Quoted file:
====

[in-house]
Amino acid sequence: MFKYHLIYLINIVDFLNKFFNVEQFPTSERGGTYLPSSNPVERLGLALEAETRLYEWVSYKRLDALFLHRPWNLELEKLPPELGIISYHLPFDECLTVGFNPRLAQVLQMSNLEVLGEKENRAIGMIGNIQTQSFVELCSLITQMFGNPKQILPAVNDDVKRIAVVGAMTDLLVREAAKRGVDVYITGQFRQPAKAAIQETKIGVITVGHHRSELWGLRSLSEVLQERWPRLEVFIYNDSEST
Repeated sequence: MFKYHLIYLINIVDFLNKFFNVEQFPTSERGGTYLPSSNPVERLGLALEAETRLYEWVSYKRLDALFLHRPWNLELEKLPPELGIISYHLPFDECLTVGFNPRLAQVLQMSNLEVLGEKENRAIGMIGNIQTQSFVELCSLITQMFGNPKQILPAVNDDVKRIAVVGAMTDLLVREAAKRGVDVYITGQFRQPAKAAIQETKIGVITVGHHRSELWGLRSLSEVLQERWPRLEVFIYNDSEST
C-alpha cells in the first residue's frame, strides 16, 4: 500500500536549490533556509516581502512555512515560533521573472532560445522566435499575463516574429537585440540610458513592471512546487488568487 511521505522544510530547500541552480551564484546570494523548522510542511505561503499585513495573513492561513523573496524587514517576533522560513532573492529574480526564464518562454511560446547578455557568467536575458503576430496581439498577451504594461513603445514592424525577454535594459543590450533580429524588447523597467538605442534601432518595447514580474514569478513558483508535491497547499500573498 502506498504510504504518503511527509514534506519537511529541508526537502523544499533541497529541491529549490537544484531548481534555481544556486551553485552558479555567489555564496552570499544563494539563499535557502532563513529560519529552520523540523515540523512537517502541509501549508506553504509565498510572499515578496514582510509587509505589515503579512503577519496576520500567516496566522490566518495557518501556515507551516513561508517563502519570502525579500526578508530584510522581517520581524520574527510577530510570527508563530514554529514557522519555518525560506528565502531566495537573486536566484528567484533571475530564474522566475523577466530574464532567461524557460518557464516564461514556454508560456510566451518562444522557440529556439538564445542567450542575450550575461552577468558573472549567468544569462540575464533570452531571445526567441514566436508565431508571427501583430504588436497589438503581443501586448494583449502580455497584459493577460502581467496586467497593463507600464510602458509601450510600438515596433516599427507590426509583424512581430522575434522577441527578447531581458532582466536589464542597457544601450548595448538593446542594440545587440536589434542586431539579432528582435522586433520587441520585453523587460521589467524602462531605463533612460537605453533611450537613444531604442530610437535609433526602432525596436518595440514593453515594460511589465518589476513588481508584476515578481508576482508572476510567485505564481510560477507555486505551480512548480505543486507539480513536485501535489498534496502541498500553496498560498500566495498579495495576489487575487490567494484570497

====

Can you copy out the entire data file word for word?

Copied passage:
[in-house]
Amino acid sequence: MFKYHLIYLINIVDFLNKFFNVEQFPTSERGGTYLPSSNPVERLGLALEAETRLYEWVSYKRLDALFLHRPWNLELEKLPPELGIISYHLPFDECLTVGFNPRLAQVLQMSNLEVLGEKENRAIGMIGNIQTQSFVELCSLITQMFGNPKQILPAVNDDVKRIAVVGAMTDLLVREAAKRGVDVYITGQFRQPAKAAIQETKIGVITVGHHRSELWGLRSLSEVLQERWPRLEVFIYNDSEST
Repeated sequence: MFKYHLIYLINIVDFLNKFFNVEQFPTSERGGTYLPSSNPVERLGLALEAETRLYEWVSYKRLDALFLHRPWNLELEKLPPELGIISYHLPFDECLTVGFNPRLAQVLQMSNLEVLGEKENRAIGMIGNIQTQSFVELCSLITQMFGNPKQILPAVNDDVKRIAVVGAMTDLLVREAAKRGVDVYITGQFRQPAKAAIQETKIGVITVGHHRSELWGLRSLSEVLQERWPRLEVFIYNDSEST
C-alpha cells in the first residue's frame, strides 16, 4: 500500500536549490533556509516581502512555512515560533521573472532560445522566435499575463516574429537585440540610458513592471512546487488568487 511521505522544510530547500541552480551564484546570494523548522510542511505561503499585513495573513492561513523573496524587514517576533522560513532573492529574480526564464518562454511560446547578455557568467536575458503576430496581439498577451504594461513603445514592424525577454535594459543590450533580429524588447523597467538605442534601432518595447514580474514569478513558483508535491497547499500573498 502506498504510504504518503511527509514534506519537511529541508526537502523544499533541497529541491529549490537544484531548481534555481544556486551553485552558479555567489555564496552570499544563494539563499535557502532563513529560519529552520523540523515540523512537517502541509501549508506553504509565498510572499515578496514582510509587509505589515503579512503577519496576520500567516496566522490566518495557518501556515507551516513561508517563502519570502525579500526578508530584510522581517520581524520574527510577530510570527508563530514554529514557522519555518525560506528565502531566495537573486536566484528567484533571475530564474522566475523577466530574464532567461524557460518557464516564461514556454508560456510566451518562444522557440529556439538564445542567450542575450550575461552577468558573472549567468544569462540575464533570452531571445526567441514566436508565431508571427501583430504588436497589438503581443501586448494583449502580455497584459493577460502581467496586467497593463507600464510602458509601450510600438515596433516599427507590426509583424512581430522575434522577441527578447531581458532582466536589464542597457544601450548595448538593446542594440545587440536589434542586431539579432528582435522586433520587441520585453523587460521589467524602462531605463533612460537605453533611450537613444531604442530610437535609433526602432525596436518595440514593453515594460511589465518589476513588481508584476515578481508576482508572476510567485505564481510560477507555486505551480512548480505543486507539480513536485501535489498534496502541498500553496498560498500566495498579495495576489487575487490567494484570497